Joanne Woodward said the key to her 50-year-long marriage to Paul Newman was he made her laugh “every day”

 
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Hollywood is the home of the romantic comedy, of the story that concludes with a happy ending for lovers. But the actors and actresses who play out these adorable, moving stories rarely seem to find lasting love themselves. Divorce is a constant. One of the longest-lasting relationships in Hollywood is Goldie Hawn and Kurt Russell, and they have never married.

Paul Newman and Joanne Woodward were different.

In 1953, while walking around Manhattan street on a scorching August afternoon, the 25-year-old Paul Newman, an unfathomably handsome man with piercing blue eyes, decided to escape the heat in his agent’s air-conditioned office. How could he know that he was about to meet the love of his life? In that fateful office sat Joanne Woodward, a young, pretty and very talented actress, also hiding from the hot sun.

When he set eyes on her, Newman said he fell in love. As for Woodward, she just didn’t think much of him, as she would later recount in an interview, “I was so sweaty and hot, so I went into my agent’s office because of the air conditioning. What looked like an ad for ice cream soda, there was Paul in a seersucker suit, looking so pristine, wearing a shirt, big blue eyes, lots of curly hair… And I thought, ‘Ugh! That’s disgusting!’ “

Paul Newman and Joanne Woodward, El Rancho Vegas, 1958 Photo Credit

Newman and Woodward met again on the Broadway production of Picnic, a romantic drama. While working together, a powerful chemistry sparked. However, Paul was already married and had a child with his then-wife.

Paul Newman in his first film, “The Silver Chalice” (1954).

During the years to follow, Woodward kept a respectful distance from him, avoiding becoming “the home-wrecker,” while Paul continued to honor his family responsibilities and tried to hide his feelings for her.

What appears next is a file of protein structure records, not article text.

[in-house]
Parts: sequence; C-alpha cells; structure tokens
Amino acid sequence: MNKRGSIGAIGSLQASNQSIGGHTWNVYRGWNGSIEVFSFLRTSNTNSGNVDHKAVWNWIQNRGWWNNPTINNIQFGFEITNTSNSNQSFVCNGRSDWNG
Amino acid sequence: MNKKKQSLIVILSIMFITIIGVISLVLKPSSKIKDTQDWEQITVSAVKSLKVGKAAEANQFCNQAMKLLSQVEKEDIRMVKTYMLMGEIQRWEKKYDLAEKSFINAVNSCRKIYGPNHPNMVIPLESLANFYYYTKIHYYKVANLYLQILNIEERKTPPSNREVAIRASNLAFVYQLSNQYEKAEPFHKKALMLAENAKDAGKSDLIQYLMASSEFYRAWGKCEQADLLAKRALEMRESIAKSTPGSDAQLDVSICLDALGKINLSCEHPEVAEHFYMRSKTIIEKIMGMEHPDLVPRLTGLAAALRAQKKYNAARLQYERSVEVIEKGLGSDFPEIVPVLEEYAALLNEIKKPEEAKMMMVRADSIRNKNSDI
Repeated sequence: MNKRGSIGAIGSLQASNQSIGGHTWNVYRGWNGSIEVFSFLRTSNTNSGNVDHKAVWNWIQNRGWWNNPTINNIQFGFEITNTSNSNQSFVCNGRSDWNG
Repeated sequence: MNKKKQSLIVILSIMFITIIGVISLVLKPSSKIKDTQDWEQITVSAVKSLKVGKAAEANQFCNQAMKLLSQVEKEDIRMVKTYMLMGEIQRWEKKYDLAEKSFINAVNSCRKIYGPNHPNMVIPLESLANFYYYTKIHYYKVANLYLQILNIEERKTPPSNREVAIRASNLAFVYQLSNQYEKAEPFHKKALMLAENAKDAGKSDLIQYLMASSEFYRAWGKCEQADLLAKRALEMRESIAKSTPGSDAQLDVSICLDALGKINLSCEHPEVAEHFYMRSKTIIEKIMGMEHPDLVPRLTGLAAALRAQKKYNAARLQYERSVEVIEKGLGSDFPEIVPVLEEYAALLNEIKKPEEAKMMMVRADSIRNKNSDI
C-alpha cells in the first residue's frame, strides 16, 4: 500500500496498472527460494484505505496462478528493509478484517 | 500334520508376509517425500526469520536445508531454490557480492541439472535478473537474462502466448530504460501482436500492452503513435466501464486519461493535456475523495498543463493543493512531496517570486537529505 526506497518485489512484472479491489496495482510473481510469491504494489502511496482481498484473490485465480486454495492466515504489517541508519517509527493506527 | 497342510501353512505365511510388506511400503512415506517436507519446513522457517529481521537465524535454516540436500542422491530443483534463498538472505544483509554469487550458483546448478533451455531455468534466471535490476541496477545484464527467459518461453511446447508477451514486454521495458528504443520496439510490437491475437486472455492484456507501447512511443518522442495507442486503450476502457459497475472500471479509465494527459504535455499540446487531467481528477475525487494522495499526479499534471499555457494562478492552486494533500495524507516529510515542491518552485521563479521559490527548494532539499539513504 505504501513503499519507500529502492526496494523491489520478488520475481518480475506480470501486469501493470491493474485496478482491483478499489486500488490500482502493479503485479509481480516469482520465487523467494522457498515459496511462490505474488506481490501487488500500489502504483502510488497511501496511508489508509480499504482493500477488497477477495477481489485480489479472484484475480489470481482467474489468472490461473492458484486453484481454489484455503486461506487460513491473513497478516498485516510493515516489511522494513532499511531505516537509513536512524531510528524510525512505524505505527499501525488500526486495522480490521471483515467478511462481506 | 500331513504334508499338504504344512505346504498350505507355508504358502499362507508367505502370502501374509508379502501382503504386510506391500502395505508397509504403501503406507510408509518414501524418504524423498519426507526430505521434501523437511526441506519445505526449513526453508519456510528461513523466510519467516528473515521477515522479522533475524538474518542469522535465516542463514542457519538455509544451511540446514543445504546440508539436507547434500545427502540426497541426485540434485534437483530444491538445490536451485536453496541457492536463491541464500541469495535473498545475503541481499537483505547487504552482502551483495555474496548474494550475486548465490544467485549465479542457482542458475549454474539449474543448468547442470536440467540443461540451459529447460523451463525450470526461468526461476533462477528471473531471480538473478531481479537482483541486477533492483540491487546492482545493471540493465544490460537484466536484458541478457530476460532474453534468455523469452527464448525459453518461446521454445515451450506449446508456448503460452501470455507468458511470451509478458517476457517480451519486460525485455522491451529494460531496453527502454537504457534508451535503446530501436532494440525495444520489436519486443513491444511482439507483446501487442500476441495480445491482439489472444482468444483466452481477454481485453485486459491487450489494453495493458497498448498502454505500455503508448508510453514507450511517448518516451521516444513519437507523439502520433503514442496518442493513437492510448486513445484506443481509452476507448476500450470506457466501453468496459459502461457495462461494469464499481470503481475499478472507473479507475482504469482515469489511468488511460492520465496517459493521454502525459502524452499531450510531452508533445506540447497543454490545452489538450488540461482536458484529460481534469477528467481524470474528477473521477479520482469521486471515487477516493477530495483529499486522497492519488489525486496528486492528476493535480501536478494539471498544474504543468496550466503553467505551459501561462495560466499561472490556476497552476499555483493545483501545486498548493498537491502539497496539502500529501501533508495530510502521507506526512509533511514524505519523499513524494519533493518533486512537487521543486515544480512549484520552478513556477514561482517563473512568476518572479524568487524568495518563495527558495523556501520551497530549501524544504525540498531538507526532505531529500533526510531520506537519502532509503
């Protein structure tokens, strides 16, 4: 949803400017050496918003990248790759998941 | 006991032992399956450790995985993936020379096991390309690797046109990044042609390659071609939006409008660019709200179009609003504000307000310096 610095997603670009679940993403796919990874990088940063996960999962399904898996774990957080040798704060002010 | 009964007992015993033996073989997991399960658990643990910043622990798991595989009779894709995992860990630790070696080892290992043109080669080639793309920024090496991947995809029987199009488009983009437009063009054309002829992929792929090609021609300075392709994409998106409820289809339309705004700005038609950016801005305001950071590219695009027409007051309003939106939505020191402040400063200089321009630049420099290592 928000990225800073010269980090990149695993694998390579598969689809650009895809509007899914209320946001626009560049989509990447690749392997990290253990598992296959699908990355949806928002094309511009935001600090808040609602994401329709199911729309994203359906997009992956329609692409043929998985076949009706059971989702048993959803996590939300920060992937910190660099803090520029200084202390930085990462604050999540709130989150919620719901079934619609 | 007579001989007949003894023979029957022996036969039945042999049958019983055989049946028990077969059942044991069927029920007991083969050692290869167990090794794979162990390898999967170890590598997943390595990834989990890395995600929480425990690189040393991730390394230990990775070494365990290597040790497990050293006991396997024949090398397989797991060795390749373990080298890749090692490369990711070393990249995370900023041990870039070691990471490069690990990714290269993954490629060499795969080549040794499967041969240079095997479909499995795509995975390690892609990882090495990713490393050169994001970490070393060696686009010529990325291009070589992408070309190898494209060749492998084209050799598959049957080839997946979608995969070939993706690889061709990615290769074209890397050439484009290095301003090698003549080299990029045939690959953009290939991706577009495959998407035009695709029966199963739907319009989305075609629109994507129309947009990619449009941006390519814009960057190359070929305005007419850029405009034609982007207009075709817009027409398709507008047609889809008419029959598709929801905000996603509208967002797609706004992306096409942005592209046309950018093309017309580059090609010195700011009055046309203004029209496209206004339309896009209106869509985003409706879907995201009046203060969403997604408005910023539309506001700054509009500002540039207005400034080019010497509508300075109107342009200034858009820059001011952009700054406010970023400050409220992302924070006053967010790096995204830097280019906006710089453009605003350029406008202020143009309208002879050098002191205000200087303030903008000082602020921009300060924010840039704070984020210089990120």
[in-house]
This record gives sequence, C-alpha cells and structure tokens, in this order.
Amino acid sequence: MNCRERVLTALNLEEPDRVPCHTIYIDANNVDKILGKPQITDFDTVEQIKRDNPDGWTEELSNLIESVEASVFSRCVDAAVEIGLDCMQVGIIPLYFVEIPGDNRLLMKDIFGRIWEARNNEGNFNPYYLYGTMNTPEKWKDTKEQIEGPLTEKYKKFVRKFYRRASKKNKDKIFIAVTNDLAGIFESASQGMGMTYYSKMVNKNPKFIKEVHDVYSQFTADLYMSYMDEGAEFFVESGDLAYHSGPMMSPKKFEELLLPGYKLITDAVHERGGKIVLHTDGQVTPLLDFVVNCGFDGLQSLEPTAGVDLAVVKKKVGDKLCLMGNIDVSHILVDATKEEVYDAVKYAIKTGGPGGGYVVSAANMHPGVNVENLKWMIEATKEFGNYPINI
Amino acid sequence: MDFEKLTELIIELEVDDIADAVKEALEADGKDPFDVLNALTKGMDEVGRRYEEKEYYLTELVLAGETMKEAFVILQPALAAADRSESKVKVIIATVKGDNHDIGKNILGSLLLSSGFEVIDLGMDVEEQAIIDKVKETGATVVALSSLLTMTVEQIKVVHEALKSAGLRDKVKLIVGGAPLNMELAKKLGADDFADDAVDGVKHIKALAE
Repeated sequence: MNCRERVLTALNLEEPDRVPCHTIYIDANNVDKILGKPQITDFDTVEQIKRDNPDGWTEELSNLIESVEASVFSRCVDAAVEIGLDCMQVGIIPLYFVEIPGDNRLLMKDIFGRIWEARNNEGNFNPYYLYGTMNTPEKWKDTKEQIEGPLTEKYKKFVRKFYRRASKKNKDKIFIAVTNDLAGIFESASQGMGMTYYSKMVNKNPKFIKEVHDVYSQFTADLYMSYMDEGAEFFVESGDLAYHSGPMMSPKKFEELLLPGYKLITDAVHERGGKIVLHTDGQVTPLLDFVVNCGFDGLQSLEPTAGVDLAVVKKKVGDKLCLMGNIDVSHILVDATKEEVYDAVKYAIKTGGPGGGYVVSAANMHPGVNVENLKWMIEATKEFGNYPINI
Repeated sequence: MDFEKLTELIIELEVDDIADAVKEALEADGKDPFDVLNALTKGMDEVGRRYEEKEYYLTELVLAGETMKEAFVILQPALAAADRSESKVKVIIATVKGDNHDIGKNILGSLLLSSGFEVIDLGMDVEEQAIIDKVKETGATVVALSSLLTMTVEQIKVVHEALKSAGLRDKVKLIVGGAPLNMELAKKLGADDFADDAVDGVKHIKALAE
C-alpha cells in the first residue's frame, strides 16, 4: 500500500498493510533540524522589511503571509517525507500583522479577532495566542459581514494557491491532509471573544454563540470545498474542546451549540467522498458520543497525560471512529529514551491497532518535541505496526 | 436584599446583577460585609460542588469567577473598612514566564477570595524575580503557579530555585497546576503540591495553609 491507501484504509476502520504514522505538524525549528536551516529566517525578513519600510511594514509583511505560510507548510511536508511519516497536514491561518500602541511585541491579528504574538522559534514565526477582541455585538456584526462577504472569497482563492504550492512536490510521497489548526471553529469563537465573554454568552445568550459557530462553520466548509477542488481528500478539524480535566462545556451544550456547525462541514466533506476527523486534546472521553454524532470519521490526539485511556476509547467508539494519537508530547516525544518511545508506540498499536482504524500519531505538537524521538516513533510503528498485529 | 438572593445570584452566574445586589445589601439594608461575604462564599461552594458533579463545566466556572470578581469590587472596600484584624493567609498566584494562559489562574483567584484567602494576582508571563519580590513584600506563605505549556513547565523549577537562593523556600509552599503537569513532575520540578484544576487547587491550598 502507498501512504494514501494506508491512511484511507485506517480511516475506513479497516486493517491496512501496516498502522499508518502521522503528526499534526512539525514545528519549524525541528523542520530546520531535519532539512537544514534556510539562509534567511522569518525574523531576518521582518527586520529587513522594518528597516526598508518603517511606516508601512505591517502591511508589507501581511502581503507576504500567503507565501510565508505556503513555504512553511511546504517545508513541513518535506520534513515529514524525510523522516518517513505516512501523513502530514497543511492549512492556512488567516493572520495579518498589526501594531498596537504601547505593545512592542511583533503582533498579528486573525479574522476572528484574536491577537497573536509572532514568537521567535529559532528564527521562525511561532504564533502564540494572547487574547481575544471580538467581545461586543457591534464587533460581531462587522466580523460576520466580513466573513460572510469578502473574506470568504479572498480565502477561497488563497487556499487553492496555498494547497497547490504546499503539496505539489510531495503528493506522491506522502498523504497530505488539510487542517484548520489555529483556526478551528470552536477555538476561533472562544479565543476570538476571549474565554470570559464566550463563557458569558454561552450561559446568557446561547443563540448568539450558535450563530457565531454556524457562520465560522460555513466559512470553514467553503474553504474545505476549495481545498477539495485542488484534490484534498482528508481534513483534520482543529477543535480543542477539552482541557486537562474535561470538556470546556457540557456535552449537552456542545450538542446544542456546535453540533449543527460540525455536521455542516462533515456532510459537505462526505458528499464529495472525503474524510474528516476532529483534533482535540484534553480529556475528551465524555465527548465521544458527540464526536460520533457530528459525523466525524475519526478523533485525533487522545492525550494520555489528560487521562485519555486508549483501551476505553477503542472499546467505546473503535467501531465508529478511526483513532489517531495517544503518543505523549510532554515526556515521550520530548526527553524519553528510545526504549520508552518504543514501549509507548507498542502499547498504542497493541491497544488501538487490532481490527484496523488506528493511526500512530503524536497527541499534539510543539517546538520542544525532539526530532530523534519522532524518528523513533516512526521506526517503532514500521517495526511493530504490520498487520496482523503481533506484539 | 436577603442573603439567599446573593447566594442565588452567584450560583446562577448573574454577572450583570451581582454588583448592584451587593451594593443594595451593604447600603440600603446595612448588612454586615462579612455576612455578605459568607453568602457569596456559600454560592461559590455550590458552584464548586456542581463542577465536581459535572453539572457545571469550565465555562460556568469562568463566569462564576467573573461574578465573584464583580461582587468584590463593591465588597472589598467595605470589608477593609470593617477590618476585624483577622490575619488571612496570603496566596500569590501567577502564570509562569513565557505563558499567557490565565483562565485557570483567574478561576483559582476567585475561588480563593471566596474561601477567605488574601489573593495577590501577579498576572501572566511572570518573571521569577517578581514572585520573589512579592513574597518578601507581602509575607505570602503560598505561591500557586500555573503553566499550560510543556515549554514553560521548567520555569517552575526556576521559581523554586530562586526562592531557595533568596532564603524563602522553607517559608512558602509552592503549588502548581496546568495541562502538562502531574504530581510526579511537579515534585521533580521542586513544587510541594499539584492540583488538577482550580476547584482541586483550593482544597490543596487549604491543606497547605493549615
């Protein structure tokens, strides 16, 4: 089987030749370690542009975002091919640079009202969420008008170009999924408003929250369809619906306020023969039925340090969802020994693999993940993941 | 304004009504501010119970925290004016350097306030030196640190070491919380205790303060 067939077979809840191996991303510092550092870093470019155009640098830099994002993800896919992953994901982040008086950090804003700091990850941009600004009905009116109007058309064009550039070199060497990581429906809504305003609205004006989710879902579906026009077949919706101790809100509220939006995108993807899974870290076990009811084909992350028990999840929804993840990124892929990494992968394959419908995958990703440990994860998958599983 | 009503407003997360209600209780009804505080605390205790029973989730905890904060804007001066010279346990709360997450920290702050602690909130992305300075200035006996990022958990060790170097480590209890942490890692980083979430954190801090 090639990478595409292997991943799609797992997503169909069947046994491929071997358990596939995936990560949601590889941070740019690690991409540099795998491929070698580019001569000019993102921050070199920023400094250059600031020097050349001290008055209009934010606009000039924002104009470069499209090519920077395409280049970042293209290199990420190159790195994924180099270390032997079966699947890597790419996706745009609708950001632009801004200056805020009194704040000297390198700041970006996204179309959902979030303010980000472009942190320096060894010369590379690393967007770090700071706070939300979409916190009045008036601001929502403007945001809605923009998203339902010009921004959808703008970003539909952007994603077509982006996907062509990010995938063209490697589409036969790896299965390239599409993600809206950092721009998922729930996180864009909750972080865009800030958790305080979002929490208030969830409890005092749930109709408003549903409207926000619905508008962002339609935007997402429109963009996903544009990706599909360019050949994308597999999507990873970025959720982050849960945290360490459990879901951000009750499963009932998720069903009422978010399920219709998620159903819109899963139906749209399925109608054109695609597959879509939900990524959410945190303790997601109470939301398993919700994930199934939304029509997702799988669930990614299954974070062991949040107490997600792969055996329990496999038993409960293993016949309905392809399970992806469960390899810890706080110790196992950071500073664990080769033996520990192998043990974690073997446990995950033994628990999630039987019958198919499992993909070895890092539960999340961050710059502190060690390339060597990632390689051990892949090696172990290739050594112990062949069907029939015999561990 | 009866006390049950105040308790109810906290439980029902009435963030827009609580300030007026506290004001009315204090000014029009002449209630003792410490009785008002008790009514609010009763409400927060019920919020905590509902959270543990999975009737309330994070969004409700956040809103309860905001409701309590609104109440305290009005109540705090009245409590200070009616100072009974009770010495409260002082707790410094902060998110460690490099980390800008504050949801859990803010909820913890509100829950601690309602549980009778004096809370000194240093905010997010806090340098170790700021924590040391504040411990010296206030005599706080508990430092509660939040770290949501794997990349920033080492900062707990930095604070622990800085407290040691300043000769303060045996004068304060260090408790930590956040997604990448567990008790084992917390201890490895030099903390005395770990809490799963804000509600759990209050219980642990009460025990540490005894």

However, in 1957, the shooting of the film The Long, Hot Summer revealed that something was definitely blooming between the two co-stars. When the film was finally released, no one could deny the sexual tension of the extremely attractive couple, not even Jackie Witte, Newman’s wife. The divorce papers were signed.

On  January 29, 1958, Joanne and Paul married in Vegas and went on a honeymoon in Europe. The press covered their romantic getaway with articles that made them a subject of public admiration.

Publicity portrait of the movie The Long, Hot Summer, with the not-yet-married Paul Newman and Joanne Woodward.

Over the course of the next two decades, both Woodward and Newman reached the top of their field. Together, they starred in numerous films, including Paris Blues (1961), A New Kind of Love (1963), and From the Terrace (1960), but none of these could match the success of The Long, Hot Summer. Joanne had an earlier success with the film The Three Faces of Eve (1957), which won her an Oscar for Best Actress, whilst Paul starred in a series of successful, critically acclaimed films, such as The Hustler (1960), Hud (1962), Cool Hand Luke (1967), Butch Cassidy and the Sundance Kid (1969), and The Sting (1973).